Rob Stanley-Jones is not expecting to run a personal best in this year's City2Surf. It is taking longer and longer each year, now that he is one of the most beloved and sought-after entrants in the 85,000-strong race.
"Everyone has a phone on them, everyone wants a photo, and we can't help but oblige," he says. "We stop, we make their day, and we keep going. But we don't mind – it's all about fun."
For 28 years, Mr Stanley-Jones, 42, and his brother Paul, 44, have entered the world's biggest run dressed as gorillas. It is a tradition that started when the pair were teenagers growing up on Sydney's northern beaches. The family would usually run the City2Surf together, but Paul and his best friend at school wanted to "do something different and dress up".
"We went to the fancy dress store and had a look," Paul says. "The suit just stood out and we thought – we’ve got to do that!"
Paul and his family drive down each year from Evans Head, near Ballina, sometimes bundling into the car straight after the race for the 10-hour trip home. In past years when the brothers have been away, their parents "filled in" to keep the tradition alive. The next generation are being inducted, too –Paul's eldest son, Jack, usually runs in costume but has been sidelined this year by a broken leg.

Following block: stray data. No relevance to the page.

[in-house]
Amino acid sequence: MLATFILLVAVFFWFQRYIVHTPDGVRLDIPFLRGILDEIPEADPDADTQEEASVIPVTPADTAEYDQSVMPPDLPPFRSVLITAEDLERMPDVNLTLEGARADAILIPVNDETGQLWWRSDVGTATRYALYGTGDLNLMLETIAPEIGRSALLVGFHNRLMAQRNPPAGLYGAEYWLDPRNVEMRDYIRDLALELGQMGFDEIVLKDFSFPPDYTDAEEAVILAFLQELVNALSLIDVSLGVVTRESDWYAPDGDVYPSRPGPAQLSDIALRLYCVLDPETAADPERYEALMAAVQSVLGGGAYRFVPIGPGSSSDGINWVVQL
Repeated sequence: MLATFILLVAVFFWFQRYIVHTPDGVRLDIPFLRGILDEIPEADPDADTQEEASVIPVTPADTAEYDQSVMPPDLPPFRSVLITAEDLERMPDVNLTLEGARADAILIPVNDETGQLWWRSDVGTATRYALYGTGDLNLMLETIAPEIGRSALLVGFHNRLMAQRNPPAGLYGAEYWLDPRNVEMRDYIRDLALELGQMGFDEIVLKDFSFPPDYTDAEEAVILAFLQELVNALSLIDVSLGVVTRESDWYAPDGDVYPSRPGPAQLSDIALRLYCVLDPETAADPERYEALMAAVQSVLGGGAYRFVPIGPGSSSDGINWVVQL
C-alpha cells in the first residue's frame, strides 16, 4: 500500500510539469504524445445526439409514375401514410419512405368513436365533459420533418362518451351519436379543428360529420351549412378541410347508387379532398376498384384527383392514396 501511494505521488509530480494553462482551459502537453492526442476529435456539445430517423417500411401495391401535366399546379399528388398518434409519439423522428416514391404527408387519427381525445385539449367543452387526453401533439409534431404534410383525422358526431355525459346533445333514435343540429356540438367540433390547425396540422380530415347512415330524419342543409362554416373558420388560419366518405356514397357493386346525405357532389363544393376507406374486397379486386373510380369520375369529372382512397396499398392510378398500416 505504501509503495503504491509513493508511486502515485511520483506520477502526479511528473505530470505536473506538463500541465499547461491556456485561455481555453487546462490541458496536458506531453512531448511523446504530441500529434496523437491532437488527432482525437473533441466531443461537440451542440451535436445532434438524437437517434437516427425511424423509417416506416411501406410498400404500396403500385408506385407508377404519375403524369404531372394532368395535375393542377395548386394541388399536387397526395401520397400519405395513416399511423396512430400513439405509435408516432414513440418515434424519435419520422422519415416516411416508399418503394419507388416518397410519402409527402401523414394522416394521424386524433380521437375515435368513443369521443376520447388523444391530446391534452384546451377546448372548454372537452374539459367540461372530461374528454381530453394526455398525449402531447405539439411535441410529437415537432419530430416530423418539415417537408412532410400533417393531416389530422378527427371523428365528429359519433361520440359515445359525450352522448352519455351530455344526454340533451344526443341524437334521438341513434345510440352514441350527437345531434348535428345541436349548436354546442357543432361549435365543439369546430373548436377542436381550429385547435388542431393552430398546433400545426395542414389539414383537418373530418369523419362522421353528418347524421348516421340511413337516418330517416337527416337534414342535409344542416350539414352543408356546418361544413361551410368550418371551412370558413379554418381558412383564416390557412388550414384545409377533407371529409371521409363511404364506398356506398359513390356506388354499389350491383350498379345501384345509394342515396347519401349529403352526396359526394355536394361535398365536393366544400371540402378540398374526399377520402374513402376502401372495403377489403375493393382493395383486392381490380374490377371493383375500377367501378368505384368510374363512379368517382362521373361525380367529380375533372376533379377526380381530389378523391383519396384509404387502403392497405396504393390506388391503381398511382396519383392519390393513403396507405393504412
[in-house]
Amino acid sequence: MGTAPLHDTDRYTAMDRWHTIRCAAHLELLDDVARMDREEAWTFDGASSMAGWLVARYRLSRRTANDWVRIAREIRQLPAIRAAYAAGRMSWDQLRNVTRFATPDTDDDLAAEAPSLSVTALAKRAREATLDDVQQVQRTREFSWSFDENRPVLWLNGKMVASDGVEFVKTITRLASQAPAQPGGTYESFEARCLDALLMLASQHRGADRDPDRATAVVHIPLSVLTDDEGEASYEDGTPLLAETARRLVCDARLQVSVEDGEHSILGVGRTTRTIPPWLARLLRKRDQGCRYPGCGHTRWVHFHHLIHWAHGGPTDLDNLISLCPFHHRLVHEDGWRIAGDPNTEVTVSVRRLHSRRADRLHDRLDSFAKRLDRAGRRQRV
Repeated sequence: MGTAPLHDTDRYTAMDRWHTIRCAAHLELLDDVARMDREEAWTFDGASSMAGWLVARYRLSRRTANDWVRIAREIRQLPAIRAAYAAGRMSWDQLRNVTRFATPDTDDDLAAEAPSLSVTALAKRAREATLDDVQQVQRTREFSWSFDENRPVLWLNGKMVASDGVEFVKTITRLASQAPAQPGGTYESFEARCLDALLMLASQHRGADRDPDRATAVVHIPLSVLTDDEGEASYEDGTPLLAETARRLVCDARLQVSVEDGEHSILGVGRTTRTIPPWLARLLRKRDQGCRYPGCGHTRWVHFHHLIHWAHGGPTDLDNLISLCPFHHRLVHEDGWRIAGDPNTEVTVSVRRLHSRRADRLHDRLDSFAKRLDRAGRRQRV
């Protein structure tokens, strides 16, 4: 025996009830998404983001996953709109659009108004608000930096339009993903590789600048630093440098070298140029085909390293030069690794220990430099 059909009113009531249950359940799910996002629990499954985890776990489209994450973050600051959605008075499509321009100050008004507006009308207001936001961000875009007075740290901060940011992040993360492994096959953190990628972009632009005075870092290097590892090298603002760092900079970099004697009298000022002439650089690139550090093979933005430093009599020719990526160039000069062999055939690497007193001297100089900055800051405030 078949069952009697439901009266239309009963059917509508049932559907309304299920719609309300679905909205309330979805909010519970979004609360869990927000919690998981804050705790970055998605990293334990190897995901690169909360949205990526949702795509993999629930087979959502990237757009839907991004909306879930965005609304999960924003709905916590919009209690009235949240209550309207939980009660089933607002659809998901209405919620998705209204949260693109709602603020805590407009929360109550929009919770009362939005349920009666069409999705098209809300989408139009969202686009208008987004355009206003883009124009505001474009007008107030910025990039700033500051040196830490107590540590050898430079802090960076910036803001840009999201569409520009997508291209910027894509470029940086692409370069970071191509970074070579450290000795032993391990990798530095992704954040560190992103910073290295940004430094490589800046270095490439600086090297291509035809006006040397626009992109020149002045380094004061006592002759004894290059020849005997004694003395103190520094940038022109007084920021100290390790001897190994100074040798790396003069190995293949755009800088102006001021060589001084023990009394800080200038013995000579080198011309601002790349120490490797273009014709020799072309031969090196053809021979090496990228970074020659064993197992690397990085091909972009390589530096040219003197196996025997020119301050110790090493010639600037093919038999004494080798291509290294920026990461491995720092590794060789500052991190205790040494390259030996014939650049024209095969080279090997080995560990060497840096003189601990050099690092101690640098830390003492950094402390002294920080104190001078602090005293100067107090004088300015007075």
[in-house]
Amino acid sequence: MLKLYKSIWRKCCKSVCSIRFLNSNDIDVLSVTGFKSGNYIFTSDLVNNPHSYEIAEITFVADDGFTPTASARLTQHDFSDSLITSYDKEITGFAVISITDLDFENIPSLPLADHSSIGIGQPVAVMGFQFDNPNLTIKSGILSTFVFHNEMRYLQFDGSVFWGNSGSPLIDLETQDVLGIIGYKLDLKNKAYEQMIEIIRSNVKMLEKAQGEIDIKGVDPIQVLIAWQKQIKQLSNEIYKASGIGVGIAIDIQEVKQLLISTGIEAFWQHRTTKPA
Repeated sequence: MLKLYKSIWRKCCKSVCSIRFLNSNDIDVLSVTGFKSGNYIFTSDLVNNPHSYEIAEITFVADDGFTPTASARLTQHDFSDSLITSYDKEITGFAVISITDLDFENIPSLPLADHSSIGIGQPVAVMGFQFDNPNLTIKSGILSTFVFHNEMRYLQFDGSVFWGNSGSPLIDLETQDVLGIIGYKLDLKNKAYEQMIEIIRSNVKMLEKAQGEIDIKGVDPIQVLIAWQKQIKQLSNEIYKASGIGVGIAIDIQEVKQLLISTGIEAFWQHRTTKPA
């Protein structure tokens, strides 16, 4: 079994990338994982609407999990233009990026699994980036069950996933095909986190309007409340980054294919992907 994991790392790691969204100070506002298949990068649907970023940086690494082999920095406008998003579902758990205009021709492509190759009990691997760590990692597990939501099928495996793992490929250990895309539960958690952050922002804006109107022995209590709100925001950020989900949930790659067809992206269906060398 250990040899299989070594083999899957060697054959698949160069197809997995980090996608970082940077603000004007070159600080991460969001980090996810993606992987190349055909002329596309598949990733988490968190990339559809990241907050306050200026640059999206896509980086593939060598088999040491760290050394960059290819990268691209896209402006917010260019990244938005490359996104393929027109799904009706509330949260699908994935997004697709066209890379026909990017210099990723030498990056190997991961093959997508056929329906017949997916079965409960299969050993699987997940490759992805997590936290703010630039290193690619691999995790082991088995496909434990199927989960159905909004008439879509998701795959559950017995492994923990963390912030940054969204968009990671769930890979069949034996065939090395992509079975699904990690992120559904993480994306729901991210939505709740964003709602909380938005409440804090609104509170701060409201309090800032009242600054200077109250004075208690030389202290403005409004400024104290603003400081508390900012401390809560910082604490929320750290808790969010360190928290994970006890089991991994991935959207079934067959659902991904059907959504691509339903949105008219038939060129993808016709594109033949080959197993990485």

It can be sweltering under all that fur, but the brothers look on the bright side. "We’ve got a few standard lines we use about hair-conditioning," Rob says. "It is hot, but we lose a fair bit of weight on the day."
There are other characters – Superman, Spiderman and a superfluity of Sydney nuns – also pounding heartbreak hill but Paul and Rob believe the gorillas have the record for consecutive appearances. They are now such stalwarts of the race that spectators and residents will wait on the roadside proffering water, hugs and, of course, selfies. Last year, they had their photo taken with Tony Abbott and have high-fived countless sports stars, celebrities and other well-wishers.
Rob has battled testicular cancer and he and Paul previously used the race to raise money for the Chris O'Brien Lifehouse foundation. This year's event will also be tinged by sadness – their father Michael passed away from leukemia a few weeks ago and will not be at the finish line to greet them.
"It is a very strong family tradition and it will be quite sad," Rob says. "We’ll probably shed a tear or two."
But for these self-confessed pranksters, it is all about entertaining the crowd – and the show must go on.
"Usually what we do is run up behind people and scare the hell out of them," Rob says. "Everyone around us gets a really good kick out of it. It makes people's day, it makes people laugh."